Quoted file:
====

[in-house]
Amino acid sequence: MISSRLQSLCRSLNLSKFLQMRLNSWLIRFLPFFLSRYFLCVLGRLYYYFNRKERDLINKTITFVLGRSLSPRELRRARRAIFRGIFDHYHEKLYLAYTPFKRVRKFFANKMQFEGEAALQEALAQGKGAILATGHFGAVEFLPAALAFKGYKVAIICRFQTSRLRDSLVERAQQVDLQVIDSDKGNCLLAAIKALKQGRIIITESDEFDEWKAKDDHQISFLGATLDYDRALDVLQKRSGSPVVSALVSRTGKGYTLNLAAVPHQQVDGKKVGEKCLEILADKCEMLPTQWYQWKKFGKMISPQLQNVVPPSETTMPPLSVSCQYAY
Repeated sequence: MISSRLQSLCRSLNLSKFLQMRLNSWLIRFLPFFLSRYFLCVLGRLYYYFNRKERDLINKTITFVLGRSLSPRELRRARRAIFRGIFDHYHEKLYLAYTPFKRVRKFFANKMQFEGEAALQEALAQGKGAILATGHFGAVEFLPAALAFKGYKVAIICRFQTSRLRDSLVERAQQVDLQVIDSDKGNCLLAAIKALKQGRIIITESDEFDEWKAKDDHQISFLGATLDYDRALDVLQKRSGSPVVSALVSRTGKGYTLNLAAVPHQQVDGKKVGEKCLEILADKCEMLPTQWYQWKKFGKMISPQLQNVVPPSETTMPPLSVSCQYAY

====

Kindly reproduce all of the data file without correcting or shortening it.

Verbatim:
[in-house]
Amino acid sequence: MISSRLQSLCRSLNLSKFLQMRLNSWLIRFLPFFLSRYFLCVLGRLYYYFNRKERDLINKTITFVLGRSLSPRELRRARRAIFRGIFDHYHEKLYLAYTPFKRVRKFFANKMQFEGEAALQEALAQGKGAILATGHFGAVEFLPAALAFKGYKVAIICRFQTSRLRDSLVERAQQVDLQVIDSDKGNCLLAAIKALKQGRIIITESDEFDEWKAKDDHQISFLGATLDYDRALDVLQKRSGSPVVSALVSRTGKGYTLNLAAVPHQQVDGKKVGEKCLEILADKCEMLPTQWYQWKKFGKMISPQLQNVVPPSETTMPPLSVSCQYAY
Repeated sequence: MISSRLQSLCRSLNLSKFLQMRLNSWLIRFLPFFLSRYFLCVLGRLYYYFNRKERDLINKTITFVLGRSLSPRELRRARRAIFRGIFDHYHEKLYLAYTPFKRVRKFFANKMQFEGEAALQEALAQGKGAILATGHFGAVEFLPAALAFKGYKVAIICRFQTSRLRDSLVERAQQVDLQVIDSDKGNCLLAAIKALKQGRIIITESDEFDEWKAKDDHQISFLGATLDYDRALDVLQKRSGSPVVSALVSRTGKGYTLNLAAVPHQQVDGKKVGEKCLEILADKCEMLPTQWYQWKKFGKMISPQLQNVVPPSETTMPPLSVSCQYAY